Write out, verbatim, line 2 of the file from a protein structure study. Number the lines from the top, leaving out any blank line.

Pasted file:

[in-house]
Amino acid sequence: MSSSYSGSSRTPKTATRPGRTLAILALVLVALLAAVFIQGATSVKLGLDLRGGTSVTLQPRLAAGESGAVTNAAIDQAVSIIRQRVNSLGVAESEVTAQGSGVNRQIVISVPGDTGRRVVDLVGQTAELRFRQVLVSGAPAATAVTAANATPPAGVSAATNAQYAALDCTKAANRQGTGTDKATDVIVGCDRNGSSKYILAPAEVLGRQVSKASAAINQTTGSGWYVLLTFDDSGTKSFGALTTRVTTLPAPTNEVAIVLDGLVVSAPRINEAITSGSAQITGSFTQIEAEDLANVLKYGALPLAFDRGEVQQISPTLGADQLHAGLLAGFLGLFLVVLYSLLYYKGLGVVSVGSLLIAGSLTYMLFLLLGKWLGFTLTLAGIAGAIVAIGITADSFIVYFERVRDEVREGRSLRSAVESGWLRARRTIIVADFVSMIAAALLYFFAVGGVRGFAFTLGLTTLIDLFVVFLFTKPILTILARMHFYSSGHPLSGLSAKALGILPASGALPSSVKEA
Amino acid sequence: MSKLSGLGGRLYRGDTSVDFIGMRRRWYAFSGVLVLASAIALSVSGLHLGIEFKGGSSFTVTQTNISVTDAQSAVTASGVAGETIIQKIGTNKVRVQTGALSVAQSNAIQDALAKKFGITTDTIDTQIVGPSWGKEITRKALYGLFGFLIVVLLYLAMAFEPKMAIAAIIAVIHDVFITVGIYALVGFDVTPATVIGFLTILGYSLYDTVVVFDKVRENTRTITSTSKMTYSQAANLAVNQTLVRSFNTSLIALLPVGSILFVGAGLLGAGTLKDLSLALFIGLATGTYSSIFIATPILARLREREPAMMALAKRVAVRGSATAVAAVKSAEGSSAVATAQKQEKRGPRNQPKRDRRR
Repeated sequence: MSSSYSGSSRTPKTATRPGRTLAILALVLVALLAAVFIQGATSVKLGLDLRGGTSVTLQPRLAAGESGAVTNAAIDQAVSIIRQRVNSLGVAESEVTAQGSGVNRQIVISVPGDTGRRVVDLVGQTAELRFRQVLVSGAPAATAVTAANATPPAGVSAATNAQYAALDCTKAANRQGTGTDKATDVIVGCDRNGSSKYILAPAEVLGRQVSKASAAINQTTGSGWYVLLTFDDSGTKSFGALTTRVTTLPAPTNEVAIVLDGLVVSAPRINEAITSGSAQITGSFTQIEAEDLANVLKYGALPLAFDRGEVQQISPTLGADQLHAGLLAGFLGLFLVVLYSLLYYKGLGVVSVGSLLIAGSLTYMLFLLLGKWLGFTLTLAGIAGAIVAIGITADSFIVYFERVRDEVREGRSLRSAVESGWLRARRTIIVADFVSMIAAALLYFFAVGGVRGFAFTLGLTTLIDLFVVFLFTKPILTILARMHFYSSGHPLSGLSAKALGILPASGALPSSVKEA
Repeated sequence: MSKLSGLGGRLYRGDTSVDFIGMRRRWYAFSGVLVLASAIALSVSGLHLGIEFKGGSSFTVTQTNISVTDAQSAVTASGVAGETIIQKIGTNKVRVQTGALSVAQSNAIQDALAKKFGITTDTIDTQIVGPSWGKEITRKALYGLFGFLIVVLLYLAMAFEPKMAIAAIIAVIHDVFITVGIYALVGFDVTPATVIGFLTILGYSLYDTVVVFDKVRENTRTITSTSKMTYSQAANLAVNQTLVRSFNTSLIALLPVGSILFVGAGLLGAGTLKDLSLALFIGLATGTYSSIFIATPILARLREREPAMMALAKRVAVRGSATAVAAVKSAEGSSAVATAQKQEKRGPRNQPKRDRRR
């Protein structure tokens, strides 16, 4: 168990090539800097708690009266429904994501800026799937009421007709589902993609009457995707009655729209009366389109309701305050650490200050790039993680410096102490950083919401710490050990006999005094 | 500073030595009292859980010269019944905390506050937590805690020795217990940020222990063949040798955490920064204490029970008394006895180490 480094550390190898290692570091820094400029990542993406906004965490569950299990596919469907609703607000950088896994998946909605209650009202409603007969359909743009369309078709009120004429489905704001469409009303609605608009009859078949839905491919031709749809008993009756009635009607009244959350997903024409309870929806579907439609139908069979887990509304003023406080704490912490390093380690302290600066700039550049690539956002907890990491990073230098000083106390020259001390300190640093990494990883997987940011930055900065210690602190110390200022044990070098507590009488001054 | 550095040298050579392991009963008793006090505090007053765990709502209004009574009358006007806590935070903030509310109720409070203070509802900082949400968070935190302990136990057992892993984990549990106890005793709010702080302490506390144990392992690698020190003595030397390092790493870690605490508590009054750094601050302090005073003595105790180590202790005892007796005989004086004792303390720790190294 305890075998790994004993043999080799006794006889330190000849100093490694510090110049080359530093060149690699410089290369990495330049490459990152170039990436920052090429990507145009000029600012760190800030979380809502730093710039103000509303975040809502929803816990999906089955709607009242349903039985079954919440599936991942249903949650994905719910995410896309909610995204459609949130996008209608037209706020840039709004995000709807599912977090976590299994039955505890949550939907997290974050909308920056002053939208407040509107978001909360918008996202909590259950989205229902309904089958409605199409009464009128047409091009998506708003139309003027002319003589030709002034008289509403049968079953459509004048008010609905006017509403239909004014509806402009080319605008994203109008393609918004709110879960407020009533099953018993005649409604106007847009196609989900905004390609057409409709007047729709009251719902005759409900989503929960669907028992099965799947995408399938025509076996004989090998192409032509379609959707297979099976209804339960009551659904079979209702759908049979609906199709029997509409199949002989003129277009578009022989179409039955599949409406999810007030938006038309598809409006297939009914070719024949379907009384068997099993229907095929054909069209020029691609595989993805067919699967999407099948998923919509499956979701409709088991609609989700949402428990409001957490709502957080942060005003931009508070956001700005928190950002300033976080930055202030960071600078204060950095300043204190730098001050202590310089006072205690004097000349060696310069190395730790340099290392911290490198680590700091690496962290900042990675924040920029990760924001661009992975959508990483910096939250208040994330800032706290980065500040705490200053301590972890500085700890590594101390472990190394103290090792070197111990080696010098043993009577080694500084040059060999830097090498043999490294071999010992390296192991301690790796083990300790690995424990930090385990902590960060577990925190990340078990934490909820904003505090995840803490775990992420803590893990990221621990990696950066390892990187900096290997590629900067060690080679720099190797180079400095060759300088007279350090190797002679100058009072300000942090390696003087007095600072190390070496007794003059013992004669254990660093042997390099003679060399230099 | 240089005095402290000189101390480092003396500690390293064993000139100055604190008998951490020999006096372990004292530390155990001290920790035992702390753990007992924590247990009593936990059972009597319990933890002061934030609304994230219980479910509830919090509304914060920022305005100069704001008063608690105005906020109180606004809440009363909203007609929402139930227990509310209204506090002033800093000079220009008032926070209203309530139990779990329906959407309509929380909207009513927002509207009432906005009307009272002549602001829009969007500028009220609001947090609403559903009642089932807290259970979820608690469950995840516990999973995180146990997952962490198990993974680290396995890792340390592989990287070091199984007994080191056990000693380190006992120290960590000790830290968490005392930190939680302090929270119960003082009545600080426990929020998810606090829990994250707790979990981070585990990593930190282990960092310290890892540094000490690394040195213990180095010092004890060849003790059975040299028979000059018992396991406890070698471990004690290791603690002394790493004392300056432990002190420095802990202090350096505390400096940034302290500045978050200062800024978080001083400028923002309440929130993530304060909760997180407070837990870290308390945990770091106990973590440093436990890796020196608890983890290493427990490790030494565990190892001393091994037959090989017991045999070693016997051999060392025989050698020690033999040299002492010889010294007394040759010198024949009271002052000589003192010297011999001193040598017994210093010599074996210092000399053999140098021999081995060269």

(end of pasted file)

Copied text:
Amino acid sequence: MSSSYSGSSRTPKTATRPGRTLAILALVLVALLAAVFIQGATSVKLGLDLRGGTSVTLQPRLAAGESGAVTNAAIDQAVSIIRQRVNSLGVAESEVTAQGSGVNRQIVISVPGDTGRRVVDLVGQTAELRFRQVLVSGAPAATAVTAANATPPAGVSAATNAQYAALDCTKAANRQGTGTDKATDVIVGCDRNGSSKYILAPAEVLGRQVSKASAAINQTTGSGWYVLLTFDDSGTKSFGALTTRVTTLPAPTNEVAIVLDGLVVSAPRINEAITSGSAQITGSFTQIEAEDLANVLKYGALPLAFDRGEVQQISPTLGADQLHAGLLAGFLGLFLVVLYSLLYYKGLGVVSVGSLLIAGSLTYMLFLLLGKWLGFTLTLAGIAGAIVAIGITADSFIVYFERVRDEVREGRSLRSAVESGWLRARRTIIVADFVSMIAAALLYFFAVGGVRGFAFTLGLTTLIDLFVVFLFTKPILTILARMHFYSSGHPLSGLSAKALGILPASGALPSSVKEA